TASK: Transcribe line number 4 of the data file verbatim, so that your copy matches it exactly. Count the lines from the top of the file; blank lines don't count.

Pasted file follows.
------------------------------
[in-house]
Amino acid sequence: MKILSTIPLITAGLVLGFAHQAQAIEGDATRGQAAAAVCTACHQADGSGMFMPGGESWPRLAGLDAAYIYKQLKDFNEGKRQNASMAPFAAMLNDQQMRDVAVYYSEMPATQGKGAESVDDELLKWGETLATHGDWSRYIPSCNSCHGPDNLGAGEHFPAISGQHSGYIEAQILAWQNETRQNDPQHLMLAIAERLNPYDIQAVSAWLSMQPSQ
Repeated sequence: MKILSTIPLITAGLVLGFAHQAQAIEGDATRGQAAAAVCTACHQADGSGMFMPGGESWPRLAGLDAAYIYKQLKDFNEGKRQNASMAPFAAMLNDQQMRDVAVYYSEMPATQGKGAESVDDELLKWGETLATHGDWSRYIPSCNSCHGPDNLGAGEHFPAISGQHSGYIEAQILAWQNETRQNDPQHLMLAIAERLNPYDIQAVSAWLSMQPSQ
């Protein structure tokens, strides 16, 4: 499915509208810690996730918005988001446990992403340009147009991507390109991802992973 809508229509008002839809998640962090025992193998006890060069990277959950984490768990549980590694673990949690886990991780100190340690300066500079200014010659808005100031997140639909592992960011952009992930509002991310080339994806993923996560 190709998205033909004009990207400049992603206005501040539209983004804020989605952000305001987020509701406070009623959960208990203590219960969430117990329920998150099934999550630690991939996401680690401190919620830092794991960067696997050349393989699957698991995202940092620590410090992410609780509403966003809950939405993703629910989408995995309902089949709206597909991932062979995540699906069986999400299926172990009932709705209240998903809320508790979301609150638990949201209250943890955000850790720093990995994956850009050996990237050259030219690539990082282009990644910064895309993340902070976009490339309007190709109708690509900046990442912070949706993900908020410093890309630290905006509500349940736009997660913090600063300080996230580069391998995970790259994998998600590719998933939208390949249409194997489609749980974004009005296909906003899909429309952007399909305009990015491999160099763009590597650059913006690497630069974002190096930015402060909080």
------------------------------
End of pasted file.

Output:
């Protein structure tokens, strides 16, 4: 499915509208810690996730918005988001446990992403340009147009991507390109991802992973 809508229509008002839809998640962090025992193998006890060069990277959950984490768990549980590694673990949690886990991780100190340690300066500079200014010659808005100031997140639909592992960011952009992930509002991310080339994806993923996560 190709998205033909004009990207400049992603206005501040539209983004804020989605952000305001987020509701406070009623959960208990203590219960969430117990329920998150099934999550630690991939996401680690401190919620830092794991960067696997050349393989699957698991995202940092620590410090992410609780509403966003809950939405993703629910989408995995309902089949709206597909991932062979995540699906069986999400299926172990009932709705209240998903809320508790979301609150638990949201209250943890955000850790720093990995994956850009050996990237050259030219690539990082282009990644910064895309993340902070976009490339309007190709109708690509900046990442912070949706993900908020410093890309630290905006509500349940736009997660913090600063300080996230580069391998995970790259994998998600590719998933939208390949249409194997489609749980974004009005296909906003899909429309952007399909305009990015491999160099763009590597650059913006690497630069974002190096930015402060909080």